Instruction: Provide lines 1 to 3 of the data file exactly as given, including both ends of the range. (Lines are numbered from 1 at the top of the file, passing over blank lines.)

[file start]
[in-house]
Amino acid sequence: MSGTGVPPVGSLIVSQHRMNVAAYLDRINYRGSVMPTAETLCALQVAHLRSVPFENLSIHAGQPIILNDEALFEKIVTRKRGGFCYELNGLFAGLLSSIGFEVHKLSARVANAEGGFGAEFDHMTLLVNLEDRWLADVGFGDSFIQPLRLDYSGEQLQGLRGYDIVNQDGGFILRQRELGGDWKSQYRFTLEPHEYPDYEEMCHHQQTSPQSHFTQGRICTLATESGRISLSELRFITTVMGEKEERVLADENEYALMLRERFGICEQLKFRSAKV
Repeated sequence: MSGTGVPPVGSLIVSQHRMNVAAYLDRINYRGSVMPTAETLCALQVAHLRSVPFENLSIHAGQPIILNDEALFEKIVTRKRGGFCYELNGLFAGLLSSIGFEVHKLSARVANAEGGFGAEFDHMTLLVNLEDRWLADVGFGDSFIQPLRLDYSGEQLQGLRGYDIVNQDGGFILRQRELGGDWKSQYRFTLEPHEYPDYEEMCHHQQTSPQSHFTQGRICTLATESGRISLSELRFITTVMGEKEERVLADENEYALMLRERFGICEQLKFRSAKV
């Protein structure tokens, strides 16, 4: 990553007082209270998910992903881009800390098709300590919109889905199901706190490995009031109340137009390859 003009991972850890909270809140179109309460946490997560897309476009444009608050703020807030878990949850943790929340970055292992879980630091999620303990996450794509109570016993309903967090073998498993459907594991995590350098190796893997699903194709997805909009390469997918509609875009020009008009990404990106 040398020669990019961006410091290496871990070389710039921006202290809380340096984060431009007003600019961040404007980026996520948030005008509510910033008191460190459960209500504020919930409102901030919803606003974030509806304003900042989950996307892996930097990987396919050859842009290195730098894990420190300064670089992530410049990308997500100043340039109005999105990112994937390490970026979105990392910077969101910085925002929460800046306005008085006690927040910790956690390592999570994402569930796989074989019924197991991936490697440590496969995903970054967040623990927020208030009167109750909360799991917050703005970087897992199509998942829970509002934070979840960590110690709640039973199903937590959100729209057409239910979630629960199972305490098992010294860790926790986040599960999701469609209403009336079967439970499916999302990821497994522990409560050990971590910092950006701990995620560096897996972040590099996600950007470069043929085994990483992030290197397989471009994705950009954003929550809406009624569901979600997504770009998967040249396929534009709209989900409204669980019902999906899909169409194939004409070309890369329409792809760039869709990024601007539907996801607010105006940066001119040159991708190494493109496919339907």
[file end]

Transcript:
[in-house]
Amino acid sequence: MSGTGVPPVGSLIVSQHRMNVAAYLDRINYRGSVMPTAETLCALQVAHLRSVPFENLSIHAGQPIILNDEALFEKIVTRKRGGFCYELNGLFAGLLSSIGFEVHKLSARVANAEGGFGAEFDHMTLLVNLEDRWLADVGFGDSFIQPLRLDYSGEQLQGLRGYDIVNQDGGFILRQRELGGDWKSQYRFTLEPHEYPDYEEMCHHQQTSPQSHFTQGRICTLATESGRISLSELRFITTVMGEKEERVLADENEYALMLRERFGICEQLKFRSAKV
Repeated sequence: MSGTGVPPVGSLIVSQHRMNVAAYLDRINYRGSVMPTAETLCALQVAHLRSVPFENLSIHAGQPIILNDEALFEKIVTRKRGGFCYELNGLFAGLLSSIGFEVHKLSARVANAEGGFGAEFDHMTLLVNLEDRWLADVGFGDSFIQPLRLDYSGEQLQGLRGYDIVNQDGGFILRQRELGGDWKSQYRFTLEPHEYPDYEEMCHHQQTSPQSHFTQGRICTLATESGRISLSELRFITTVMGEKEERVLADENEYALMLRERFGICEQLKFRSAKV